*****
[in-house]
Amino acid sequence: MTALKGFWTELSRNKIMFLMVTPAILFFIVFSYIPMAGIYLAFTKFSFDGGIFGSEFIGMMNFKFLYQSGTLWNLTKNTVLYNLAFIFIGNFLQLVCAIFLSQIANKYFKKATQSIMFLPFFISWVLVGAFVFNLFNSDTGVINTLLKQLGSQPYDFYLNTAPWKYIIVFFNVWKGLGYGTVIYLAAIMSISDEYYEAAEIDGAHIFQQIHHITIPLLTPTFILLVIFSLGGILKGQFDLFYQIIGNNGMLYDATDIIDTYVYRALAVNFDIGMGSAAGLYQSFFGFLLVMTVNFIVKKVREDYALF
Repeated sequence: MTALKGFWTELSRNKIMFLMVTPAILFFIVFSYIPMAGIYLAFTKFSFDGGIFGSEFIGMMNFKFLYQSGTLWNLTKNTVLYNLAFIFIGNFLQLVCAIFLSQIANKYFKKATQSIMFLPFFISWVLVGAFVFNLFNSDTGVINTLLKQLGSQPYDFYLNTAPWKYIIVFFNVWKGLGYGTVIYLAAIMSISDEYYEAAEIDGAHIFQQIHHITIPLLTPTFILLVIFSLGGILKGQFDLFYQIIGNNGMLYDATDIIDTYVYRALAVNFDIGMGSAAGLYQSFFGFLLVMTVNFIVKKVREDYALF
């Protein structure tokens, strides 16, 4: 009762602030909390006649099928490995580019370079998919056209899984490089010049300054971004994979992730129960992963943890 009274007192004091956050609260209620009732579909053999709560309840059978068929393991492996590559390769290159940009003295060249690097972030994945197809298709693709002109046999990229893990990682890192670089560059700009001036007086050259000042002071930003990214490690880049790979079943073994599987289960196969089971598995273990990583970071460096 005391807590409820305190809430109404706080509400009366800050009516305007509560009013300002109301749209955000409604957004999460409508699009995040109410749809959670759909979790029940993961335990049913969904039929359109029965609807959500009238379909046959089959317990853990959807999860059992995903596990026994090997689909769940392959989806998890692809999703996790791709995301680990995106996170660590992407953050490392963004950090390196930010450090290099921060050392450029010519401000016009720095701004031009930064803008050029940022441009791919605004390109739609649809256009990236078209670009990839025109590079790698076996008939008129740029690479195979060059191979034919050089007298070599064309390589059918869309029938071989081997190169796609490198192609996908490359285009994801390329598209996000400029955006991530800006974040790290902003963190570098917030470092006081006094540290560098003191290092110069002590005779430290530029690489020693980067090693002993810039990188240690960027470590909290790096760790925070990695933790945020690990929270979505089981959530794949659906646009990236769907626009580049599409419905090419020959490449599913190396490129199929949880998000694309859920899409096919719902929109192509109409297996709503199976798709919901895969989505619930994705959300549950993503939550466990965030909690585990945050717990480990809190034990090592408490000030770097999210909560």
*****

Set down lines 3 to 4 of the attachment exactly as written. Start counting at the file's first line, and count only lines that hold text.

Repeated sequence: MTALKGFWTELSRNKIMFLMVTPAILFFIVFSYIPMAGIYLAFTKFSFDGGIFGSEFIGMMNFKFLYQSGTLWNLTKNTVLYNLAFIFIGNFLQLVCAIFLSQIANKYFKKATQSIMFLPFFISWVLVGAFVFNLFNSDTGVINTLLKQLGSQPYDFYLNTAPWKYIIVFFNVWKGLGYGTVIYLAAIMSISDEYYEAAEIDGAHIFQQIHHITIPLLTPTFILLVIFSLGGILKGQFDLFYQIIGNNGMLYDATDIIDTYVYRALAVNFDIGMGSAAGLYQSFFGFLLVMTVNFIVKKVREDYALF
């Protein structure tokens, strides 16, 4: 009762602030909390006649099928490995580019370079998919056209899984490089010049300054971004994979992730129960992963943890 009274007192004091956050609260209620009732579909053999709560309840059978068929393991492996590559390769290159940009003295060249690097972030994945197809298709693709002109046999990229893990990682890192670089560059700009001036007086050259000042002071930003990214490690880049790979079943073994599987289960196969089971598995273990990583970071460096 005391807590409820305190809430109404706080509400009366800050009516305007509560009013300002109301749209955000409604957004999460409508699009995040109410749809959670759909979790029940993961335990049913969904039929359109029965609807959500009238379909046959089959317990853990959807999860059992995903596990026994090997689909769940392959989806998890692809999703996790791709995301680990995106996170660590992407953050490392963004950090390196930010450090290099921060050392450029010519401000016009720095701004031009930064803008050029940022441009791919605004390109739609649809256009990236078209670009990839025109590079790698076996008939008129740029690479195979060059191979034919050089007298070599064309390589059918869309029938071989081997190169796609490198192609996908490359285009994801390329598209996000400029955006991530800006974040790290902003963190570098917030470092006081006094540290560098003191290092110069002590005779430290530029690489020693980067090693002993810039990188240690960027470590909290790096760790925070990695933790945020690990929270979505089981959530794949659906646009990236769907626009580049599409419905090419020959490449599913190396490129199929949880998000694309859920899409096919719902929109192509109409297996709503199976798709919901895969989505619930994705959300549950993503939550466990965030909690585990945050717990480990809190034990090592408490000030770097999210909560």